THIS TIME last week there was a joke doing the rounds in the bars of Helsinki about our recent spate of bracing weather.
The English called the weather front, on account of it sweeping across the North Sea straight from the chillier bits of Russia, The Beast From The East. The Dutch dubbed it The Siberian Bear. Even the Swedes got a bit over-excited and labelled it The Snow Cannon. But the Finns called it… Wednesday.
It’s a bit of a harsh observation, but when it comes from a country that’s produced seven world rally champions there is an element of truth in it. We Brits just aren’t too hot at coping with extreme cold.
I can understand the schools closing for the day and the train operators finding things a bit tricky – but all those warnings about not travelling unless it’s absolutely necessary rang a bit hollow. Okay, so horsepower hedonists like me who venture out simply because it’s fun had to hang fire on getting their MX-5s and M3s out for a few days, but everyone else who’s vaguely normal only ever travels because it’s necessary. You might be lucky enough to work from home or to have a boss nice enough to deem your drive in non-essential, but for the rest of us we’re on the roads not to be annoying, but because we have to be.
Which is why there really ought to be more emphasis on learning what to do when you have to go out in the snow, so you don’t have to stay in and listen to people on the news telling you how treacherous it is out there. If you woke up to a genuine ten-foot high snowdrift than fair enough, but you’d be surprised at how far you can get on the white stuff in a car that isn’t a Land Rover Discovery if you drive sensibly. Even on quiet roads that hadn’t been gritted my 20-year-old Toyota Avensis managed to cope admirably, and one pal of mine managed to overcome just about everything in a Fiat Cinquecento. Neither had chunky winter tyres or fancy traction control systems – but they did have decent rubber, a lack of weight and some careful driving in their favour.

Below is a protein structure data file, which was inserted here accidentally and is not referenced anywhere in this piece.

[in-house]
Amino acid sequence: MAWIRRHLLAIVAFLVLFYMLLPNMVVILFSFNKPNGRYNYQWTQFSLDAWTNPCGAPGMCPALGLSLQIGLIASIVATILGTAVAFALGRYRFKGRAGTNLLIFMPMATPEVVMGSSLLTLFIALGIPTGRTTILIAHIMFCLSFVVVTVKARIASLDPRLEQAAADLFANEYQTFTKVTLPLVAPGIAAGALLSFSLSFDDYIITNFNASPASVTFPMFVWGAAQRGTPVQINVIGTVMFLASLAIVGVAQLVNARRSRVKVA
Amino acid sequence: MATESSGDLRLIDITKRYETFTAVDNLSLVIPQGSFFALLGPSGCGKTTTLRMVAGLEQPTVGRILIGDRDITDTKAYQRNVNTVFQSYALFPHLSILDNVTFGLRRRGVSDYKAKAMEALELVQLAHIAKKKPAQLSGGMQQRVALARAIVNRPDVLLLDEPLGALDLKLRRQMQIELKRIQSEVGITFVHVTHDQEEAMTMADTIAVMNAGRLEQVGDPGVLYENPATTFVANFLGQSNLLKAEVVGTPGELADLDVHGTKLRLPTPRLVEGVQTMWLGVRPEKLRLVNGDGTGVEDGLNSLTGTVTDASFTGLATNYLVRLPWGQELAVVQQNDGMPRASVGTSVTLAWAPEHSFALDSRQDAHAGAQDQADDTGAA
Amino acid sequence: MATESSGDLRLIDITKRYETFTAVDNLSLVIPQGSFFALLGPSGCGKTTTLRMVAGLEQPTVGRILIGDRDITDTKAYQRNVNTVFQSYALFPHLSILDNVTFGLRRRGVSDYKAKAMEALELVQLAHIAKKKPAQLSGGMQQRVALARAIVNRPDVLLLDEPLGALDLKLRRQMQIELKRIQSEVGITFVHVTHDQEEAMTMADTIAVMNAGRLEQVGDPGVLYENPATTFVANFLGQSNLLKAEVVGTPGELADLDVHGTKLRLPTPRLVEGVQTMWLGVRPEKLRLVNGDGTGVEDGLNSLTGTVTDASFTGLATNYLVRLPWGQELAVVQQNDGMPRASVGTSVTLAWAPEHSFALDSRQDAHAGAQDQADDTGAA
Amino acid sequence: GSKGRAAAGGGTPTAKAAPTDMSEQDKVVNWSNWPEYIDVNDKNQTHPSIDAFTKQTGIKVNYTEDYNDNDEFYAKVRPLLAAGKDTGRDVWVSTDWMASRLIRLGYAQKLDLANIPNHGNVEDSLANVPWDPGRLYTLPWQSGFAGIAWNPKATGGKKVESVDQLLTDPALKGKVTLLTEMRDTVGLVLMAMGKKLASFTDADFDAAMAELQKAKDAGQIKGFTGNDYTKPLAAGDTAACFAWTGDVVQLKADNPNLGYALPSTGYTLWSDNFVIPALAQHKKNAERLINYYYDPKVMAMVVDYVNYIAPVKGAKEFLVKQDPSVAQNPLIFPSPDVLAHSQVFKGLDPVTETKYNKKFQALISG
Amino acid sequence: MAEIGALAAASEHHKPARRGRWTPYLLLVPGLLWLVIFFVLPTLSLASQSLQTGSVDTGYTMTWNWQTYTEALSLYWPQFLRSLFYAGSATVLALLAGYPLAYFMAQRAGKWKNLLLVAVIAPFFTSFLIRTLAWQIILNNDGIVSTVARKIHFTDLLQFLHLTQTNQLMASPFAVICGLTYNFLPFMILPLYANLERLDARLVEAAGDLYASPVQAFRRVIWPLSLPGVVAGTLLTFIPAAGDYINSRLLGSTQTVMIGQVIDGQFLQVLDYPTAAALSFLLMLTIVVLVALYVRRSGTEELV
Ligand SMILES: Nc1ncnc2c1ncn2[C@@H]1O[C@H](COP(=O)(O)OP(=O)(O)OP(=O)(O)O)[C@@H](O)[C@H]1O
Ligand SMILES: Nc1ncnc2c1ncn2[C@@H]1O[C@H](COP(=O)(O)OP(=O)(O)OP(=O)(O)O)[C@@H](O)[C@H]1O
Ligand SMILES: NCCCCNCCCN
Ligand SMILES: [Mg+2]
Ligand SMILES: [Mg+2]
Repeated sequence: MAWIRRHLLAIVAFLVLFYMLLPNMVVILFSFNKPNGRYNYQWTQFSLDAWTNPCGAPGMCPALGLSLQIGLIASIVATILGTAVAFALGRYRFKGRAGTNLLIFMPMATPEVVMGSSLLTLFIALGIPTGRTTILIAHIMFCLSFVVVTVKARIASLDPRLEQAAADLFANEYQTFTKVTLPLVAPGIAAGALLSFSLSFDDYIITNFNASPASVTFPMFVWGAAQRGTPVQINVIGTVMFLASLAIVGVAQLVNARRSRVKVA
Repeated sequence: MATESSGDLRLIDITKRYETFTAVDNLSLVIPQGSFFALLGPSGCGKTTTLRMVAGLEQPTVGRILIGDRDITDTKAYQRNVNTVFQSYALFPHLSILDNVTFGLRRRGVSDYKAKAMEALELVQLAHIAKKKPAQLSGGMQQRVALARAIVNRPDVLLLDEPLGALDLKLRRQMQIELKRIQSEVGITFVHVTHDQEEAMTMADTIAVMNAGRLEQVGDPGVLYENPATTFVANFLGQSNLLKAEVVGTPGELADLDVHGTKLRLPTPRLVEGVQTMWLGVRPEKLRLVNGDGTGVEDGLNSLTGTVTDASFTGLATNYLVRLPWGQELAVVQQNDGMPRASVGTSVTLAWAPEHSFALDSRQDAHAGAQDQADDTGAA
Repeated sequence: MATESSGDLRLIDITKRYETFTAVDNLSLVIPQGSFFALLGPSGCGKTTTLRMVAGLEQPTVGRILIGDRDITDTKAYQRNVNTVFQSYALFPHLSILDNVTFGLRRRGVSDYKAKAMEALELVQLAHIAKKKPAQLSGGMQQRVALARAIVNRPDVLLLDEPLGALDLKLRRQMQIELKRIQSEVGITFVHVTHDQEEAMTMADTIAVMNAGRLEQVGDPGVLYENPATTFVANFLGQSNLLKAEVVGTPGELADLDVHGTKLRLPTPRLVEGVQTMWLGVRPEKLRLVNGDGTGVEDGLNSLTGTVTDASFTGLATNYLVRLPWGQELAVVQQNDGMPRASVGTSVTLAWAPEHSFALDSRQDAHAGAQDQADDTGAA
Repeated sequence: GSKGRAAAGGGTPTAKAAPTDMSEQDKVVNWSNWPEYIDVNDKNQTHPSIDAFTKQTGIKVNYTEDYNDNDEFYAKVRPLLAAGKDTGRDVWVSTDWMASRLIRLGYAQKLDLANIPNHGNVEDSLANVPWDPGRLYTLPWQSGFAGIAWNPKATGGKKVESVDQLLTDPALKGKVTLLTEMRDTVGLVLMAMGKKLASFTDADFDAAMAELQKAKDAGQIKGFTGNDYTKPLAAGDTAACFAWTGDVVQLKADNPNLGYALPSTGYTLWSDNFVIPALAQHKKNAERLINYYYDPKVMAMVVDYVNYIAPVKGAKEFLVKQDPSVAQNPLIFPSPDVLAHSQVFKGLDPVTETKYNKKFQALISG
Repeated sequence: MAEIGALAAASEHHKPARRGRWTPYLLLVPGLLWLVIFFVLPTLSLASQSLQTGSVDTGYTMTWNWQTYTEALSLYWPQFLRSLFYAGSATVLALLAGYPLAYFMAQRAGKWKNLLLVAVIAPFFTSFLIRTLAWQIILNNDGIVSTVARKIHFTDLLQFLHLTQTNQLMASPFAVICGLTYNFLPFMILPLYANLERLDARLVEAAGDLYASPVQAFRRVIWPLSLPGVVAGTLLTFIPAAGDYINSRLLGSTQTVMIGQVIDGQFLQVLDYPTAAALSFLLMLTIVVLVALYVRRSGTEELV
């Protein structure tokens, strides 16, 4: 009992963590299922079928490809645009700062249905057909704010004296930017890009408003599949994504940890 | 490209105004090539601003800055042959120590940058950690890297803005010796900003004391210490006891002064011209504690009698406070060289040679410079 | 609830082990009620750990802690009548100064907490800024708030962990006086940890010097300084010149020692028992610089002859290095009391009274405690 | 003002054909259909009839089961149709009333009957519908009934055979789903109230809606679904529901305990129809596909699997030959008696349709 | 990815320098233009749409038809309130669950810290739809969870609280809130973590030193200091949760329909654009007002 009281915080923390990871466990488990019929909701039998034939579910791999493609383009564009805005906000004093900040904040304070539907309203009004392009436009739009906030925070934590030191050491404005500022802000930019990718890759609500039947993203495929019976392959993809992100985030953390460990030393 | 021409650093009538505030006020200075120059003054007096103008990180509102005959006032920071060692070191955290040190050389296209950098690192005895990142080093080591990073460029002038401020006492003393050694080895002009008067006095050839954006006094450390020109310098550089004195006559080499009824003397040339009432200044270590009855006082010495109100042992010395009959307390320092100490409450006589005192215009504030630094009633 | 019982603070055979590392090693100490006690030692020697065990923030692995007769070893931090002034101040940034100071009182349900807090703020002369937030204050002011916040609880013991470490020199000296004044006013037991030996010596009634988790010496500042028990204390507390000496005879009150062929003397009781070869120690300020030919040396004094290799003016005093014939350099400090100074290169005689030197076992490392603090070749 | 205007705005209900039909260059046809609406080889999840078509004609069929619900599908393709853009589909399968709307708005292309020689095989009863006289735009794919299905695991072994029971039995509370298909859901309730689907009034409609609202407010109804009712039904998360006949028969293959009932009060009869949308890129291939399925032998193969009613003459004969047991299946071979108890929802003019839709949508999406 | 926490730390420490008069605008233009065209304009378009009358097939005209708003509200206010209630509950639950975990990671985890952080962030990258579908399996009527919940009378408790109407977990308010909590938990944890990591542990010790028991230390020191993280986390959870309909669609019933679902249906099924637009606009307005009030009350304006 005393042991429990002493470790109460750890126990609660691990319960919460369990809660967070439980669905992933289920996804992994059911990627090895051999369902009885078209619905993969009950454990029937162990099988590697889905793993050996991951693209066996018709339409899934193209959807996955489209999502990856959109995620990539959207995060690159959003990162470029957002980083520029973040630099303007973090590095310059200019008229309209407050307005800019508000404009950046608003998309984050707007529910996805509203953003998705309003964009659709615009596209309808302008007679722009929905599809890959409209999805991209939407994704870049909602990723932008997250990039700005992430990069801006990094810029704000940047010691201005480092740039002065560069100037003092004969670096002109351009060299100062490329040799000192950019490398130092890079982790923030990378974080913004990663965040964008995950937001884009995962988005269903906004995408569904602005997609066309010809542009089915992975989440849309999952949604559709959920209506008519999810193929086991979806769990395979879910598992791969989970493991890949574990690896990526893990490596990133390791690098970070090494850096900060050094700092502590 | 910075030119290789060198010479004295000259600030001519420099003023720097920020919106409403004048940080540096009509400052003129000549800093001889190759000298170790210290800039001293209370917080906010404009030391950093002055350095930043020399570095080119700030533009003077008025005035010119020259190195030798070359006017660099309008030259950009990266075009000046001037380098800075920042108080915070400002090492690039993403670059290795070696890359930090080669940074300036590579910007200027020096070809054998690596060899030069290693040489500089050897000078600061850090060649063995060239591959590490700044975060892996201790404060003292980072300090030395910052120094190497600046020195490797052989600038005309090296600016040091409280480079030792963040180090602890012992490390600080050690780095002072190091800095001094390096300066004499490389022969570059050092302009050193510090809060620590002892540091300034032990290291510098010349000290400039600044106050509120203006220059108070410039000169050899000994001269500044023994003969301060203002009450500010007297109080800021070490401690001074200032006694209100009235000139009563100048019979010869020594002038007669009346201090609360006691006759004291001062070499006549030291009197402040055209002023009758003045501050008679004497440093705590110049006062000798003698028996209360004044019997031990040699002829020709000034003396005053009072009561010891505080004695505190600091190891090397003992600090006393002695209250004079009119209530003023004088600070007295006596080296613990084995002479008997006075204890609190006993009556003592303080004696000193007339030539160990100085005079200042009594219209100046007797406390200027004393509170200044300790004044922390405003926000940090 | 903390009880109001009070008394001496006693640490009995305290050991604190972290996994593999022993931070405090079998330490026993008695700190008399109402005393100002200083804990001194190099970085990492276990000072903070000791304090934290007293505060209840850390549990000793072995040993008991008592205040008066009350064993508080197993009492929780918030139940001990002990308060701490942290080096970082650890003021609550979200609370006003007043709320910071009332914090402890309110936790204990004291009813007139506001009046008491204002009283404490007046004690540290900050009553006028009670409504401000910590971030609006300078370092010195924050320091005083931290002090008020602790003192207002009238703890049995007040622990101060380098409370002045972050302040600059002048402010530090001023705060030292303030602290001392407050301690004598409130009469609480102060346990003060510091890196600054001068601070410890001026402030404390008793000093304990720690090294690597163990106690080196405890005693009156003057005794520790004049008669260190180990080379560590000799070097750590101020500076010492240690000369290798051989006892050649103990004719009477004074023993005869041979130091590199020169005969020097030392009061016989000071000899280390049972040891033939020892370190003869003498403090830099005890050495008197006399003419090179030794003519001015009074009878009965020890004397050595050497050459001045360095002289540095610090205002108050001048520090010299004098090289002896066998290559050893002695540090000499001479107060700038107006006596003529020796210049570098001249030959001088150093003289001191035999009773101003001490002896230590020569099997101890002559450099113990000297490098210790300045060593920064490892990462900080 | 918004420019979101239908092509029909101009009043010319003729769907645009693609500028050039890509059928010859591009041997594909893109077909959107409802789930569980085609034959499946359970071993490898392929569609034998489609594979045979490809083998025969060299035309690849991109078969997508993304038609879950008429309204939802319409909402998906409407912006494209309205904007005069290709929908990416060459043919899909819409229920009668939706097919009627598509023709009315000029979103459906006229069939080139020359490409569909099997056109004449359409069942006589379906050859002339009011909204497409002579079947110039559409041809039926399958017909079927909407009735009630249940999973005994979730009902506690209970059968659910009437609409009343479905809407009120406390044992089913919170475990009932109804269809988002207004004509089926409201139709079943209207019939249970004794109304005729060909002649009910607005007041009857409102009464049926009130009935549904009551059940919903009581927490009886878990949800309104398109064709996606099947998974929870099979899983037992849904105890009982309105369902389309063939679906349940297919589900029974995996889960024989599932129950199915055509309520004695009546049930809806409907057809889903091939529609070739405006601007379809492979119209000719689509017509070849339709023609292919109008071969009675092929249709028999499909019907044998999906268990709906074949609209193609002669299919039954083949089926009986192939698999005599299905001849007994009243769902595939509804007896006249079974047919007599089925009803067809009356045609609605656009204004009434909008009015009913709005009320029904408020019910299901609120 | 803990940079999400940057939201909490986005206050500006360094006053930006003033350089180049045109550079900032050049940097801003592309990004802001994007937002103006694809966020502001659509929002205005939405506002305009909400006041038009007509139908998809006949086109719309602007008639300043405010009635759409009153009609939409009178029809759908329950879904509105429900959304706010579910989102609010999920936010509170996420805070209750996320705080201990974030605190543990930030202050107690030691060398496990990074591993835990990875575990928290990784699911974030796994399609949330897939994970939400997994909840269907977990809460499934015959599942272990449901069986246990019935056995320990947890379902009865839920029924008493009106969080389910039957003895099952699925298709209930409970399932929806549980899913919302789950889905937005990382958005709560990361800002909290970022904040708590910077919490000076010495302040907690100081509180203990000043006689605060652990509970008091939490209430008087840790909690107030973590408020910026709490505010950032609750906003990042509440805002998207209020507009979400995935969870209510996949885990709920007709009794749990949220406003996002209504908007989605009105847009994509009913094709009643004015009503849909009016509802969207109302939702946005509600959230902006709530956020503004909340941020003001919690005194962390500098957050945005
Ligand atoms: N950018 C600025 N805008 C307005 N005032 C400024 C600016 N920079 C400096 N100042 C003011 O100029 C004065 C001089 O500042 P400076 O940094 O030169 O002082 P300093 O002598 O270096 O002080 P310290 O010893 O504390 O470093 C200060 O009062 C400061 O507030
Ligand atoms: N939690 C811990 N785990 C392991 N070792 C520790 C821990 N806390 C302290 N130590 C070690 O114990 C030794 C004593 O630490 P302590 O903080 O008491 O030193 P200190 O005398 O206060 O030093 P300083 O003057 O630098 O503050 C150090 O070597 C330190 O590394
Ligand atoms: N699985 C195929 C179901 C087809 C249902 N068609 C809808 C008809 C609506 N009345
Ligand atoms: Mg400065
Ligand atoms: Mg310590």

But far too few drivers I encountered during Snowmageddon seemed completely clueless about what to do when you get that horrible moment when the steering goes light on an icy patch or what to do when the back end snaps out of line on a slippery bit of snow. I’m not suggesting that we’re sent on weekend breaks to Finland to learn how to drive a Mitsubishi Evo VIII rally car on a frozen lake to sharpen up our skills (although I’d be more than happy to volunteer!), but I’m sure that equipped with some snow-driving knowledge the recent conditions wouldn’t have been as ominous.
Let’s stop panicking about the snow and learn to drive on it instead. Then the Finns might stop taking the mickey out of us…